Wednesday, August 26, 2015


I was thinking about Buster Keaton, as I often do, and I came across this ad of the great stone face shilling for Country Club Malt Liquor:

Now, even people who know very little about Buster Keaton are likely to know that he had a problem with alcohol.  I never think problems with alcohol need much “explaining,” but it seems especially understandable in Keaton’s case.  The poor guy ruined himself doing stunts.  He fractured his neck while filming Sherlock Junior, and only found out about it years later.  I imagine he must have been in serious physical pain most of the time, and needed all the anesthesia he could get.  Who’d deny him a few malt liquors?

And of course (op cit on this blog) Errol Flynn appeared in ads for “ready to serve” Heublein cocktails. (Hey, you know I love you Errol, but are you really sure about that hat?).

One problem you might imagine with serious drunks is that they’re not usually great advertisements for alcohol.  For that matter, beyond a certain stage they don’t much care what they drink.

Certainly the young Dylan Thomas was quite a good-looking young man.  The older version less so, and since he died when he was just 39, worse was surely ahead.  

Even so, this hasn’t stopped his face appearing on the bottles of Penderyn whisky, though his face actually looks better on the box than on the glass.

And shrewd Dylan Thomas watchers will be aware that the image on the box is actually cropped from a larger photograph which shows him with his wife Caitlin, who I’m sure would be disappointed not to have made it onto the packaging.

Now that I think about it of course I remember that Hunter S. Thompson was invoked by Flying Dog in a series of “tribute beers” though admittedly the Ralph Steadman beer labels may have be a great part of the attraction.  Speaking as someone who was once in the same room as drunk and raging Thompson  (a semi-public event and the room was large enough but it soon seemed far too small to contain the drunken rage of Mr. T) I’m not sure I’d necessarily want whatever he’s having.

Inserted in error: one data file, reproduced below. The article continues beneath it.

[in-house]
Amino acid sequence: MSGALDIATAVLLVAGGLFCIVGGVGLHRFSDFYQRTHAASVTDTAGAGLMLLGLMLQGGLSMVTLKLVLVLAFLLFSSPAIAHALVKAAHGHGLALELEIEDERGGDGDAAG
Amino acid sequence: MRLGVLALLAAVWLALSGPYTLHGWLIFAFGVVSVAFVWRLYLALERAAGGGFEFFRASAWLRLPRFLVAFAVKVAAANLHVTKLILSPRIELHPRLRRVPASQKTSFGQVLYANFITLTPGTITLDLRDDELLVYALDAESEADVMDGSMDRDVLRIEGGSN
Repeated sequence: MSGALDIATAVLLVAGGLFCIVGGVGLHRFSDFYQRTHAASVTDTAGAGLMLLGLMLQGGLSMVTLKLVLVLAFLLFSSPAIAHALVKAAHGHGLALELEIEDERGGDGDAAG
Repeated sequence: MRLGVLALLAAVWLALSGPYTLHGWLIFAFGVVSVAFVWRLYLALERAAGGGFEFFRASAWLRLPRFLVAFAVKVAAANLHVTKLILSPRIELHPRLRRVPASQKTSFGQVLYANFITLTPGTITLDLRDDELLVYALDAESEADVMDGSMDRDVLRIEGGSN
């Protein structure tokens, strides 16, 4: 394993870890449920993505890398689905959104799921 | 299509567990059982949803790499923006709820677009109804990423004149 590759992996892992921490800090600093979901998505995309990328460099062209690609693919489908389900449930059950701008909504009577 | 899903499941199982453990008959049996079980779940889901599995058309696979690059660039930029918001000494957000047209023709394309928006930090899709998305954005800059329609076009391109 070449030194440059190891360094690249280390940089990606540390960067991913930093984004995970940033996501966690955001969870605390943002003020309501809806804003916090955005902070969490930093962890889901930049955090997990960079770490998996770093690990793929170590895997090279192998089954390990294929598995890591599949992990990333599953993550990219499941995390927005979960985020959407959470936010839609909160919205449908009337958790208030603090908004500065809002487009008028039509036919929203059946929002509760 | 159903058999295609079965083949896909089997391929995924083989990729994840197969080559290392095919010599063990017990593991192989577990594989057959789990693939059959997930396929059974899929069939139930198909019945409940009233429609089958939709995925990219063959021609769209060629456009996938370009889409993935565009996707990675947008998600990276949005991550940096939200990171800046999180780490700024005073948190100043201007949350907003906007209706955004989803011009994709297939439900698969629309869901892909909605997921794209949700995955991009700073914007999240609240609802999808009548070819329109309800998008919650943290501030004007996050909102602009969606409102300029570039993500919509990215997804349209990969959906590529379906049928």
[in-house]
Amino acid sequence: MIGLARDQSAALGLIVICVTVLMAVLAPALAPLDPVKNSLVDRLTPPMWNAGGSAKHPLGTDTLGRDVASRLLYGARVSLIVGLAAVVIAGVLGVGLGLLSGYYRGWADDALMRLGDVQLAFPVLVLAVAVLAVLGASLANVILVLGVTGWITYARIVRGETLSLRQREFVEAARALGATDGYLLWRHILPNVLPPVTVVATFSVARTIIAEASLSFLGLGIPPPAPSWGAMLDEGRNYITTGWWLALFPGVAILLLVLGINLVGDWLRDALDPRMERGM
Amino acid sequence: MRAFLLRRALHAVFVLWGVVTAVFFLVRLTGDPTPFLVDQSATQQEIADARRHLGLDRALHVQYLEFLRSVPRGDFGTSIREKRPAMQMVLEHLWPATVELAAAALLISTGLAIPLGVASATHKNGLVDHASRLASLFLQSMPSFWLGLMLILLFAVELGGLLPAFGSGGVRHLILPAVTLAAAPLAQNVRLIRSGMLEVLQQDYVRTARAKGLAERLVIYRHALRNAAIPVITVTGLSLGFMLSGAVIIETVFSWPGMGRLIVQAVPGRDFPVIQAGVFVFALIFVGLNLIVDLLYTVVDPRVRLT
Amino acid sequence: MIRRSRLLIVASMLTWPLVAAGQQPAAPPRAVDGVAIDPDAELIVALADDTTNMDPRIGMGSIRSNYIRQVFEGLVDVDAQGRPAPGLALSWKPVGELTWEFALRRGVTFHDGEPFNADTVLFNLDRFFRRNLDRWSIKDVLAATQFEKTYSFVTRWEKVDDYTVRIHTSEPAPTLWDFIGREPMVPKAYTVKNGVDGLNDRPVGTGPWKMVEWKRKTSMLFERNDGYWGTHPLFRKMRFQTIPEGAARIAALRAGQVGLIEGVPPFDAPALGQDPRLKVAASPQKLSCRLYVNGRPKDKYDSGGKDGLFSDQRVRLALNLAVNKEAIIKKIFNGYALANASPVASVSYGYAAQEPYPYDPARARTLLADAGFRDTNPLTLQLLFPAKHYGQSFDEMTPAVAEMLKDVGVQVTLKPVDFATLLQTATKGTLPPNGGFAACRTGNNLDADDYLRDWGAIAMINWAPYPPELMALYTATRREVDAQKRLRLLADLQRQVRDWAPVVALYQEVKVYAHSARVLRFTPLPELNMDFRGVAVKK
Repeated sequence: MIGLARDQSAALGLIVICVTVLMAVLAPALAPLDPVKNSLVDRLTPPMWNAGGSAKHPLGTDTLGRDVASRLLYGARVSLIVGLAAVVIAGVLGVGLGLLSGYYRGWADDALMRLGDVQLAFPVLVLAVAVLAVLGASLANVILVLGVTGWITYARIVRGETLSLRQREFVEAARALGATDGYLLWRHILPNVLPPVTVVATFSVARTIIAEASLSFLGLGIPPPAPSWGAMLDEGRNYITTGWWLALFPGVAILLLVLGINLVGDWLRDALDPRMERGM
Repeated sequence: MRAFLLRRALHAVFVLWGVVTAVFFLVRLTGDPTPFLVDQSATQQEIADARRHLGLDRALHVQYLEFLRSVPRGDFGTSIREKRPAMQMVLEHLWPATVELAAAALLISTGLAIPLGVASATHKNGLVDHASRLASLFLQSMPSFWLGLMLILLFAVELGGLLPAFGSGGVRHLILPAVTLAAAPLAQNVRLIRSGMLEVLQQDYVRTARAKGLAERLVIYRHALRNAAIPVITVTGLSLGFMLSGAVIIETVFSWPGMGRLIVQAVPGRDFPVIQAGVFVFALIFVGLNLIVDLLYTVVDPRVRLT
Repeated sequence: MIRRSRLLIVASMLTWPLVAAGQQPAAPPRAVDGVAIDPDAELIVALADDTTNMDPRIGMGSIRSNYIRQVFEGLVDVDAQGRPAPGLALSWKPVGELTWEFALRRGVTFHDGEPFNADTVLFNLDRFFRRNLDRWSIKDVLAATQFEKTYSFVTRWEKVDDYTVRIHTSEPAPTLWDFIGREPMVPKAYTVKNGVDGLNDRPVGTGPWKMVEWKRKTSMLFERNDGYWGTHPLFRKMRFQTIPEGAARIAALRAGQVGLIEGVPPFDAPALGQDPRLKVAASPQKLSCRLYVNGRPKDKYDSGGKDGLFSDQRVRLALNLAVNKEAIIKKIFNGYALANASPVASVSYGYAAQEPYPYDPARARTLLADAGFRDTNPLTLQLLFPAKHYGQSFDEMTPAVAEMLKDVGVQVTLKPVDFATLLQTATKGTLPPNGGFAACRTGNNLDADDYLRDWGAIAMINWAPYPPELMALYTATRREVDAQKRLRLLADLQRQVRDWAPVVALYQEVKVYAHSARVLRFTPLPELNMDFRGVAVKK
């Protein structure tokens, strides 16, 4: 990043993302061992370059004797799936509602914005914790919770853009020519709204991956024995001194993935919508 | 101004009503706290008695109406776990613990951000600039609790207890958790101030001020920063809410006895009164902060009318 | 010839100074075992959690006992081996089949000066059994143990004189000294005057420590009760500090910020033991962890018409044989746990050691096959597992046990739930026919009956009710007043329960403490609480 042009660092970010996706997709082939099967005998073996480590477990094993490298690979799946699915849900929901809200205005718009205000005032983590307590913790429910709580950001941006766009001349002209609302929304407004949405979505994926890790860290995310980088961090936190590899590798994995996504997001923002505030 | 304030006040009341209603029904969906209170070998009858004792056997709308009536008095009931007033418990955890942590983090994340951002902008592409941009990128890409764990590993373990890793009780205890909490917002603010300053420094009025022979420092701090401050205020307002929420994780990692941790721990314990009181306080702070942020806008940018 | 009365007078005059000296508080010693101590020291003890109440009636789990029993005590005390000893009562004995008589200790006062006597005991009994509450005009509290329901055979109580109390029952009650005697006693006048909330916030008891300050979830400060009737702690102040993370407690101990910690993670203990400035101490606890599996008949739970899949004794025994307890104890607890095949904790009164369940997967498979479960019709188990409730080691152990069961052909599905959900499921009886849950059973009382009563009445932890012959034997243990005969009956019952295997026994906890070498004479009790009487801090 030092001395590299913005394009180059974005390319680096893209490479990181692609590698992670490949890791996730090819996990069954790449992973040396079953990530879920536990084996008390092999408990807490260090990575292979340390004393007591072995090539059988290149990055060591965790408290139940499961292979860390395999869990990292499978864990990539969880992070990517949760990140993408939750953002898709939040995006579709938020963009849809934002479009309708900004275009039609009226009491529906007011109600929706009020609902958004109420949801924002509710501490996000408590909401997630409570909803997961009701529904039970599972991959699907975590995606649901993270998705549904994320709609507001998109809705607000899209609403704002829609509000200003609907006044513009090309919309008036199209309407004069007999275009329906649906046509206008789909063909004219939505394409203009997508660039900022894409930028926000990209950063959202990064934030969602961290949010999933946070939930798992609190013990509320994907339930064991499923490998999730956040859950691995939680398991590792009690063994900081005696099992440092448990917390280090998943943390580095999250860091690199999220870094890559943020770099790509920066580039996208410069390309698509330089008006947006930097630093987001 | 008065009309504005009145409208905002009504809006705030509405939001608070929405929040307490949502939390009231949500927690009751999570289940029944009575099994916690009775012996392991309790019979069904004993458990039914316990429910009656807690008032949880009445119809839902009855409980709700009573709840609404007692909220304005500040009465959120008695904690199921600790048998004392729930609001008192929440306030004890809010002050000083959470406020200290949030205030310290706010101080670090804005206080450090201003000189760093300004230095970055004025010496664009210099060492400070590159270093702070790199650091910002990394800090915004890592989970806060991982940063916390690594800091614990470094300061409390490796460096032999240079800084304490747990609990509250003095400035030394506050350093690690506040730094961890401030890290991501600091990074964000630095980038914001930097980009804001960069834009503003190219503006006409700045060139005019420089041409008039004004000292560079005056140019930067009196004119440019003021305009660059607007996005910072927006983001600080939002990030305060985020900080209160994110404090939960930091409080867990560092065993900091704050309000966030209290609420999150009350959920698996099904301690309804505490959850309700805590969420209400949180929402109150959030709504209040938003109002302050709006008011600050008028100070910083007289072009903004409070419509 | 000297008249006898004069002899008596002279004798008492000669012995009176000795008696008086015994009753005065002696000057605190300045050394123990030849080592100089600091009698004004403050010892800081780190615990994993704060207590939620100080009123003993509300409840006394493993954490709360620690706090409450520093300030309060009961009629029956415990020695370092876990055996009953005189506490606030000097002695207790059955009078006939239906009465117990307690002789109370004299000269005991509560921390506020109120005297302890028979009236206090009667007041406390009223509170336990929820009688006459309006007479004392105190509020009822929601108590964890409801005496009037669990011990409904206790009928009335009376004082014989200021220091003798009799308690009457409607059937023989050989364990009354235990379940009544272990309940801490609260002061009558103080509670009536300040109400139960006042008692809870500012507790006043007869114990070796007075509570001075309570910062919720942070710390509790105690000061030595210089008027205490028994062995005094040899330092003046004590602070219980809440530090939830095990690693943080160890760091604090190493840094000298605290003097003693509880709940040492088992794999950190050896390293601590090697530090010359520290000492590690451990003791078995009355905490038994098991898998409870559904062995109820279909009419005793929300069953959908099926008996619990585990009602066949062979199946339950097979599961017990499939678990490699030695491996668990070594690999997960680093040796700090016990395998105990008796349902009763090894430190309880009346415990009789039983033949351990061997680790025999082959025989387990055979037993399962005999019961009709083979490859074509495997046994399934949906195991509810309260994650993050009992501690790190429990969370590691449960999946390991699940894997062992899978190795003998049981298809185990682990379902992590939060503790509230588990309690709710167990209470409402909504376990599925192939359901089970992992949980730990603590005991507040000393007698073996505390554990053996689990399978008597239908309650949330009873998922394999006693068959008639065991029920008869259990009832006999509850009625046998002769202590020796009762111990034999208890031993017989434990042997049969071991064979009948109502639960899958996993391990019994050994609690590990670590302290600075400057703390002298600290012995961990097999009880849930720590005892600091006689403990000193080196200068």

One famous drunk writer it’s hard to imagine as a poster boy for any alcoholic beverage is Malcolm Lowry, (a one-time temporary Angelino – lived in the Hotel Normandie for a while, drank in the Brown Derby), author of Under the Volcano. 

According to Martin Amis reviewing Pursued by Furies: A Life of Malcolm Lowry by Gordon Bowker,  “To make a real success of being an alcoholic, to go all the way with it, you need to be other things too: shifty, unfastidious, solipsistic, insecure and indefatigable. Lowry was additionally equipped with an extra-small penis, which really seemed to help.”

If your autobiographical self is going to be portrayed on screen as a desperate drunk, it might as well be by Albert Finney.
So Lowry was not exactly an advertiser’s dream, although I suspect he could have written some lively advertising copy:  this from Under the Volcano  “Far above him a few white clouds were racing windily after a pale gibbous moon. Drink all morning, they said to him, drink all day. This is life!”   Don Draper would probably have cut that “gibbous.”

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